But we would choose what we watched with care, as we do our movies, and we would limit the time spent watching. We could use that time for reading, writing, thinking, knitting, beading, gardening, birdwatching, walking, playing with our puppy Shiloh, singing, listening to music, cooking, talking, sharing. Experiencing, learning, growing, interacting. So many, many other things than being force-fed an unending stream of violence and frivolity interspersed with screaming messages to buy, buy, buy.

So ultimately, today’s Frugal Living Tip is about improving your quality of life by thinking not about what you don’t have, but what you already have that you could give away to benefit the less fortunate. Think of the space that this could open in your home and mind and heart. Think of the joy, the sense of purpose and accomplishment and connection and relaxation, that could flow in to fill the space where all that stuff had been. Then look around you and get started. There’s not a moment to lose, and everything to gain.

         ‘Til next time,

                     Silence

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Comments»

1. Gail - September 25, 2009

SD, Hear, hear! Excellent read! Your post reminded me of the Christmas party I was forced to attend with Mr I! The hosts were terribly excited about their remodel (it was their dream kitchen, etc. ) and gave us the grand tour….I kid you not, there was a television in every room… including the bathrooms and walk in closet. gail

Mercy on us, Gail! A TV in the walk-in closet?! Maybe they leave it on all the time so their clothes won’t get bored or lonely…

2. Dave - September 25, 2009

Our society has gotten so entranced with the notion of more stuff. When I was teaching in the schools I knew of very few “poor” people (and I taught in Appalachia so there were quite a few) who didn’t have the latest electronic game system. But of course the kids were on free or reduced lunch plans. The notion of personal responsibility for things seems to have gone out the window. People have lost the ability and the knowledge to fend for themselves by taking government handouts, bailouts, and having so much prosperity that the stuff has become the focus of life. What bothers me is that a high percentage the poor people in America are overweight! In actual poor countries the poor are just struggling to feed themselves. I think many people in America need to look at themselves and realize that things aren’t as bad as they could be and are a heck of a lot better than other places.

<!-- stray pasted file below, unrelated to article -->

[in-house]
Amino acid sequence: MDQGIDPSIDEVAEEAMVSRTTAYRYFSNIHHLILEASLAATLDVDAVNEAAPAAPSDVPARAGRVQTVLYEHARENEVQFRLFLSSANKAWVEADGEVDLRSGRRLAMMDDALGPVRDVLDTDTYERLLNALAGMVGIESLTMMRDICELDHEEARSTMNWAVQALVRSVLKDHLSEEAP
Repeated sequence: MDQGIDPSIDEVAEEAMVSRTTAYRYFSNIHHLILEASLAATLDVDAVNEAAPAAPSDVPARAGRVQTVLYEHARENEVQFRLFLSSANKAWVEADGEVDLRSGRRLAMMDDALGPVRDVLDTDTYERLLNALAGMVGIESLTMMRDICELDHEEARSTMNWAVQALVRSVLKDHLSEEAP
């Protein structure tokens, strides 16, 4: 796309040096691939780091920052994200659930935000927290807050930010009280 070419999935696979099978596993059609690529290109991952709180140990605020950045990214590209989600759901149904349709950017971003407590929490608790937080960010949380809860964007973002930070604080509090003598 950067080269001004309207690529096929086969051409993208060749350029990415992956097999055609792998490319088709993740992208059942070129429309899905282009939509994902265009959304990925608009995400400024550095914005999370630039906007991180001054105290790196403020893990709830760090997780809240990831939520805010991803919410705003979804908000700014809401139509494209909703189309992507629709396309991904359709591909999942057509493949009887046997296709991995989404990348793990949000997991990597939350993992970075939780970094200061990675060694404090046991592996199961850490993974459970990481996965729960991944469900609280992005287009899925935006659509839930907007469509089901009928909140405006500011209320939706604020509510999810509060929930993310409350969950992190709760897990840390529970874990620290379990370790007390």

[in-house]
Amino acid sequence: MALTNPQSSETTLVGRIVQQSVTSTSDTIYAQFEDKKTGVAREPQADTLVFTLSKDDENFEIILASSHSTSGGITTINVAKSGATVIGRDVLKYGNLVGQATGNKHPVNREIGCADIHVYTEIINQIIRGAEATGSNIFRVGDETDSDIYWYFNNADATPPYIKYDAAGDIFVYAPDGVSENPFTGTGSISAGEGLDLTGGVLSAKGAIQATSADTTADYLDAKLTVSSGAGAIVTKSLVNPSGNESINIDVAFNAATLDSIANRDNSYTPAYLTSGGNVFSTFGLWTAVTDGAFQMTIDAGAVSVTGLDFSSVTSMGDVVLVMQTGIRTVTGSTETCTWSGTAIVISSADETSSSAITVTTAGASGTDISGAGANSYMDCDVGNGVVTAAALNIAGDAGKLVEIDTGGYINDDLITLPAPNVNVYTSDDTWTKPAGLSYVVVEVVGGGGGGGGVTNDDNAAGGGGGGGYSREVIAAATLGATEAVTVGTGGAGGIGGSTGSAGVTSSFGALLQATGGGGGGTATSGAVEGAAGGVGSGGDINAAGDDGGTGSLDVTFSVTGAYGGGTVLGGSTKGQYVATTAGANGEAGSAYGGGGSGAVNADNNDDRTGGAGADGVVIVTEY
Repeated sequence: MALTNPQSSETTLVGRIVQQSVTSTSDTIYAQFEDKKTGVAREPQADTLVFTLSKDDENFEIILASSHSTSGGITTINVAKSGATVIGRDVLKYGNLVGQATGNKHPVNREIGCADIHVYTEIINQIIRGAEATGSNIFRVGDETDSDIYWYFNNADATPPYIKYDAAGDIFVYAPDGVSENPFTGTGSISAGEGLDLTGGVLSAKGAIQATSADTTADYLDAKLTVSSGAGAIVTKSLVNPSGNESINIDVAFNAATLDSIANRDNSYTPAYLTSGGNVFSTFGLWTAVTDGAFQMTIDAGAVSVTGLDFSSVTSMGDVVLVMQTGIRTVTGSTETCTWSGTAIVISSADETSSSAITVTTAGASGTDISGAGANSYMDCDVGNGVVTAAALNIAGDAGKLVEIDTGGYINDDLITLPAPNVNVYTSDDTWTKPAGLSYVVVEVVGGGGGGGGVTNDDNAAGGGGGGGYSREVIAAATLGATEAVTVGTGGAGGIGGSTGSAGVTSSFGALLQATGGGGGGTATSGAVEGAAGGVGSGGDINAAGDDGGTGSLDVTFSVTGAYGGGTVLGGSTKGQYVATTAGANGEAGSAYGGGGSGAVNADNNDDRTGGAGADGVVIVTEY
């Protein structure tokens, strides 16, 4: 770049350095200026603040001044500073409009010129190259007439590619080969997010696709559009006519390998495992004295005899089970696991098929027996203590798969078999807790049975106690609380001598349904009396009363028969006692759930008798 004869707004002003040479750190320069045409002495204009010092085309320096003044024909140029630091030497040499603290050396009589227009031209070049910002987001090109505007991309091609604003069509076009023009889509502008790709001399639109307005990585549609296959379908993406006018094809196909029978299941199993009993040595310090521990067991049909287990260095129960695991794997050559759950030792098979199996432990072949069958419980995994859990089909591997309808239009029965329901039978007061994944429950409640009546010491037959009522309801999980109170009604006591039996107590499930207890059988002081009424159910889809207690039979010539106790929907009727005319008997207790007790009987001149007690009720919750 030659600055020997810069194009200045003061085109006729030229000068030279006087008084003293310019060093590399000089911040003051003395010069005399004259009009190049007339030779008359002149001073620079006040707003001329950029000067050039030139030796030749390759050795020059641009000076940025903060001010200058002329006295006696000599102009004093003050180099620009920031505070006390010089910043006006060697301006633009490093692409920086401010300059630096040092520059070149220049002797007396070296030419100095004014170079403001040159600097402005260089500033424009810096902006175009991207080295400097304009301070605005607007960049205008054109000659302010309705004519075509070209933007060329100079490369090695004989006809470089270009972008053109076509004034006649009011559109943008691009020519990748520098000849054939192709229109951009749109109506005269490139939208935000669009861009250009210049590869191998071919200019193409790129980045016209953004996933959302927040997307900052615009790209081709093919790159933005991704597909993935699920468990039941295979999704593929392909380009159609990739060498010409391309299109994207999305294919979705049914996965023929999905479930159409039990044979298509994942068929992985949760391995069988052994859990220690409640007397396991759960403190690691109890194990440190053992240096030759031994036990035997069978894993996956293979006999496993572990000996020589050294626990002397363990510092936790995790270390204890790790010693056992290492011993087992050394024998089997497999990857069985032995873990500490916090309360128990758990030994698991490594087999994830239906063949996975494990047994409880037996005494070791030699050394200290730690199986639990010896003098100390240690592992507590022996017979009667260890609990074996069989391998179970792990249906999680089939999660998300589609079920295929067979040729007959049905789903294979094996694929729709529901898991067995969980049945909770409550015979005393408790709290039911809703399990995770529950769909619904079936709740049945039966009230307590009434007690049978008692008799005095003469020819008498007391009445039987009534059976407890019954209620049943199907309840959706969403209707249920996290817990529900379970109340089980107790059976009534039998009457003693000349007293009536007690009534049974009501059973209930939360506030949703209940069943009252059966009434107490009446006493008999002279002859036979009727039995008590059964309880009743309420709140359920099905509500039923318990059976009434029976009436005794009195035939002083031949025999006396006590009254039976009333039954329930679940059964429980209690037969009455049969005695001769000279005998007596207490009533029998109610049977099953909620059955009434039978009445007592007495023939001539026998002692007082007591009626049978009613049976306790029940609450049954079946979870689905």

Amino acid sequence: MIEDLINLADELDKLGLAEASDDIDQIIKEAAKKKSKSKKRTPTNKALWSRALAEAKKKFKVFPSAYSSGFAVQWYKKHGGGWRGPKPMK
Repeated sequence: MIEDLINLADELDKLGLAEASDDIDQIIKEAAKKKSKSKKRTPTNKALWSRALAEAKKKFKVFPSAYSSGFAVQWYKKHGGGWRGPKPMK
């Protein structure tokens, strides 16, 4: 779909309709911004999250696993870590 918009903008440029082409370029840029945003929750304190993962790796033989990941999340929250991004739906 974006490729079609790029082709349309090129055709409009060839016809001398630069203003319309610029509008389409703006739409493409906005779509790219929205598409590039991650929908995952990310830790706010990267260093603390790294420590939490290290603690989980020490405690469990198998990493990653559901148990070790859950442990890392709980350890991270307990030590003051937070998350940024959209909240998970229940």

Sorry for the rant! I agree with everything you said, probably too much! ;)

Ha! Thanks, Dave! Unfortunately, I suspect a lot of poor people are overweight because they eat tons of cheap starch to fill up, as opposed to pricier protein and fresh fruits and veggies. (This is also why their diabetes level is so much higher than the rest of the population’s.) But in agrarian areas, it may be the same issue I see here in Pennsylvania Dutch country: Historically, most people farmed here, and they ate enormous, high-fat meals to fuel the hard sunup-to-sundown physical labor. Now the huge meals and fattening dishes are part of the culture, but the farming that created the need for them isn’t. And I so agree with your assessment that we should evaluate what we have in terms of what other people don’t have. It would be a real eye-opener!

3. fairegarden - September 25, 2009

The health care crisis is in large part due to the food crisis. They should be addressing the use of high fructose corn syrup in nearly every bottle, jar or can in the groceries. I have started reading those labels and am amazed how difficult it is to find something, like cocktail sauce which is what I was shopping for at the time, without it. Possible but difficult. Those lobbies throw money at the congress in obscene amounts to keep that going too. A large circle of greed that is killing us all. I know what Dave says to be true as well, about very poor families having the latest electronic games, computers, etc. For dinner they have cheetos. Sad.